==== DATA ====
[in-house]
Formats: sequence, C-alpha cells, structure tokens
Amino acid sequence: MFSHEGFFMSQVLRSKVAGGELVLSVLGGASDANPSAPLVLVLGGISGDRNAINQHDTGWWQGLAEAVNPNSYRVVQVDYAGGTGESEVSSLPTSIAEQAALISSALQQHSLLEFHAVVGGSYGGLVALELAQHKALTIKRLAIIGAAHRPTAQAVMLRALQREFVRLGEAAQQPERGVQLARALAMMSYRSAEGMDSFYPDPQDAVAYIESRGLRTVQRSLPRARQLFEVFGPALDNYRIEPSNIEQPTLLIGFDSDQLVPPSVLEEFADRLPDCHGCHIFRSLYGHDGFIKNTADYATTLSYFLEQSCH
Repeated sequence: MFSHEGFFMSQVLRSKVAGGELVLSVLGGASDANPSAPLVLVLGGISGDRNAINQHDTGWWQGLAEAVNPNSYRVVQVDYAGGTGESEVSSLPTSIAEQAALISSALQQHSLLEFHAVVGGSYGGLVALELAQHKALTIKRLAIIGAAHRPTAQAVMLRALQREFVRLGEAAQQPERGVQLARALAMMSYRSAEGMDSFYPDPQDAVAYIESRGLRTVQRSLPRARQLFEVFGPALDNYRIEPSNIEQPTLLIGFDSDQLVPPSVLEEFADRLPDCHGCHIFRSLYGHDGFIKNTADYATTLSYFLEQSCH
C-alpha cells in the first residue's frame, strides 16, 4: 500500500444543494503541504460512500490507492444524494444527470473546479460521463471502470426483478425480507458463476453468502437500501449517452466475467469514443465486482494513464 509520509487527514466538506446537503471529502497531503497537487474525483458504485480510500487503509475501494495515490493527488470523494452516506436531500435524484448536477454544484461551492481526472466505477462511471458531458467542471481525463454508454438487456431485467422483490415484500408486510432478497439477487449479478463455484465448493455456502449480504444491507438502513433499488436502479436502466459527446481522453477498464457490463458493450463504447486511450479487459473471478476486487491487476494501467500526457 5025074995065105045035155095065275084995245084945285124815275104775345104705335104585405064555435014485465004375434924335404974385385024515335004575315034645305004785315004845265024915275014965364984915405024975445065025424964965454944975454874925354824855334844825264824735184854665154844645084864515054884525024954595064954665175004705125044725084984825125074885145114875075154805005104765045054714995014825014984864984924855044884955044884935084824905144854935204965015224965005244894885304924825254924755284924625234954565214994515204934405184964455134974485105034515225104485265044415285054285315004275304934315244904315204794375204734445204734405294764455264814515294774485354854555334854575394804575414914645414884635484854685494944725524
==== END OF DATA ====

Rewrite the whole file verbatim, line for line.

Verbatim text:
[in-house]
Formats: sequence, C-alpha cells, structure tokens
Amino acid sequence: MFSHEGFFMSQVLRSKVAGGELVLSVLGGASDANPSAPLVLVLGGISGDRNAINQHDTGWWQGLAEAVNPNSYRVVQVDYAGGTGESEVSSLPTSIAEQAALISSALQQHSLLEFHAVVGGSYGGLVALELAQHKALTIKRLAIIGAAHRPTAQAVMLRALQREFVRLGEAAQQPERGVQLARALAMMSYRSAEGMDSFYPDPQDAVAYIESRGLRTVQRSLPRARQLFEVFGPALDNYRIEPSNIEQPTLLIGFDSDQLVPPSVLEEFADRLPDCHGCHIFRSLYGHDGFIKNTADYATTLSYFLEQSCH
Repeated sequence: MFSHEGFFMSQVLRSKVAGGELVLSVLGGASDANPSAPLVLVLGGISGDRNAINQHDTGWWQGLAEAVNPNSYRVVQVDYAGGTGESEVSSLPTSIAEQAALISSALQQHSLLEFHAVVGGSYGGLVALELAQHKALTIKRLAIIGAAHRPTAQAVMLRALQREFVRLGEAAQQPERGVQLARALAMMSYRSAEGMDSFYPDPQDAVAYIESRGLRTVQRSLPRARQLFEVFGPALDNYRIEPSNIEQPTLLIGFDSDQLVPPSVLEEFADRLPDCHGCHIFRSLYGHDGFIKNTADYATTLSYFLEQSCH
C-alpha cells in the first residue's frame, strides 16, 4: 500500500444543494503541504460512500490507492444524494444527470473546479460521463471502470426483478425480507458463476453468502437500501449517452466475467469514443465486482494513464 509520509487527514466538506446537503471529502497531503497537487474525483458504485480510500487503509475501494495515490493527488470523494452516506436531500435524484448536477454544484461551492481526472466505477462511471458531458467542471481525463454508454438487456431485467422483490415484500408486510432478497439477487449479478463455484465448493455456502449480504444491507438502513433499488436502479436502466459527446481522453477498464457490463458493450463504447486511450479487459473471478476486487491487476494501467500526457 5025074995065105045035155095065275084995245084945285124815275104775345104705335104585405064555435014485465004375434924335404974385385024515335004575315034645305004785315004845265024915275014965364984915405024975445065025424964965454944975454874925354824855334844825264824735184854665154844645084864515054884525024954595064954665175004705125044725084984825125074885145114875075154805005104765045054714995014825014984864984924855044884955044884935084824905144854935204965015224965005244894885304924825254924755284924625234954565214994515204934405184964455134974485105034515225104485265044415285054285315004275304934315244904315204794375204734445204734405294764455264814515294774485354854555334854575394804575414914645414884635484854685494944725524